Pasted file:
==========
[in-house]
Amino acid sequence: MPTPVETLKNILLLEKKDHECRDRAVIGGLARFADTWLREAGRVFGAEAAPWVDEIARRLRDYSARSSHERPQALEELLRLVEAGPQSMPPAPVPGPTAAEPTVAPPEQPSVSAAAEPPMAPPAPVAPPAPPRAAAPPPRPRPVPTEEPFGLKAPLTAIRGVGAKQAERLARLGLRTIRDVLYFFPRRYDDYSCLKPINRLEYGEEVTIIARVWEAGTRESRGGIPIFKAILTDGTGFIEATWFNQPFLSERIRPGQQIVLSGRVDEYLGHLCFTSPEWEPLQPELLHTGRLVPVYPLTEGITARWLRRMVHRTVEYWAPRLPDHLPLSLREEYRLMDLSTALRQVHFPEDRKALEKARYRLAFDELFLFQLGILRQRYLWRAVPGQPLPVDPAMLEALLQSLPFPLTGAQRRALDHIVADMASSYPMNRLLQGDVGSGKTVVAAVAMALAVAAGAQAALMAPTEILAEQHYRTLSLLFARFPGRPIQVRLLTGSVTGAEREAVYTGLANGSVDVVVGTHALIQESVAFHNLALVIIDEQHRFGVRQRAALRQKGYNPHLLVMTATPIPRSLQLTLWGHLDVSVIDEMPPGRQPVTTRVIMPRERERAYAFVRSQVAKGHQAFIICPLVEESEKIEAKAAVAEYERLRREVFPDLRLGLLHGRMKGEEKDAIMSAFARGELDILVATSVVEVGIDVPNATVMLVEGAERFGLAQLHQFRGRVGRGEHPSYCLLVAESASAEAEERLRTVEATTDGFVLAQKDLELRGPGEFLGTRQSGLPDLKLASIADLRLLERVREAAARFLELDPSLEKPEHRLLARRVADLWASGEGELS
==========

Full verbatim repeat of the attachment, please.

[in-house]
Amino acid sequence: MPTPVETLKNILLLEKKDHECRDRAVIGGLARFADTWLREAGRVFGAEAAPWVDEIARRLRDYSARSSHERPQALEELLRLVEAGPQSMPPAPVPGPTAAEPTVAPPEQPSVSAAAEPPMAPPAPVAPPAPPRAAAPPPRPRPVPTEEPFGLKAPLTAIRGVGAKQAERLARLGLRTIRDVLYFFPRRYDDYSCLKPINRLEYGEEVTIIARVWEAGTRESRGGIPIFKAILTDGTGFIEATWFNQPFLSERIRPGQQIVLSGRVDEYLGHLCFTSPEWEPLQPELLHTGRLVPVYPLTEGITARWLRRMVHRTVEYWAPRLPDHLPLSLREEYRLMDLSTALRQVHFPEDRKALEKARYRLAFDELFLFQLGILRQRYLWRAVPGQPLPVDPAMLEALLQSLPFPLTGAQRRALDHIVADMASSYPMNRLLQGDVGSGKTVVAAVAMALAVAAGAQAALMAPTEILAEQHYRTLSLLFARFPGRPIQVRLLTGSVTGAEREAVYTGLANGSVDVVVGTHALIQESVAFHNLALVIIDEQHRFGVRQRAALRQKGYNPHLLVMTATPIPRSLQLTLWGHLDVSVIDEMPPGRQPVTTRVIMPRERERAYAFVRSQVAKGHQAFIICPLVEESEKIEAKAAVAEYERLRREVFPDLRLGLLHGRMKGEEKDAIMSAFARGELDILVATSVVEVGIDVPNATVMLVEGAERFGLAQLHQFRGRVGRGEHPSYCLLVAESASAEAEERLRTVEATTDGFVLAQKDLELRGPGEFLGTRQSGLPDLKLASIADLRLLERVREAAARFLELDPSLEKPEHRLLARRVADLWASGEGELS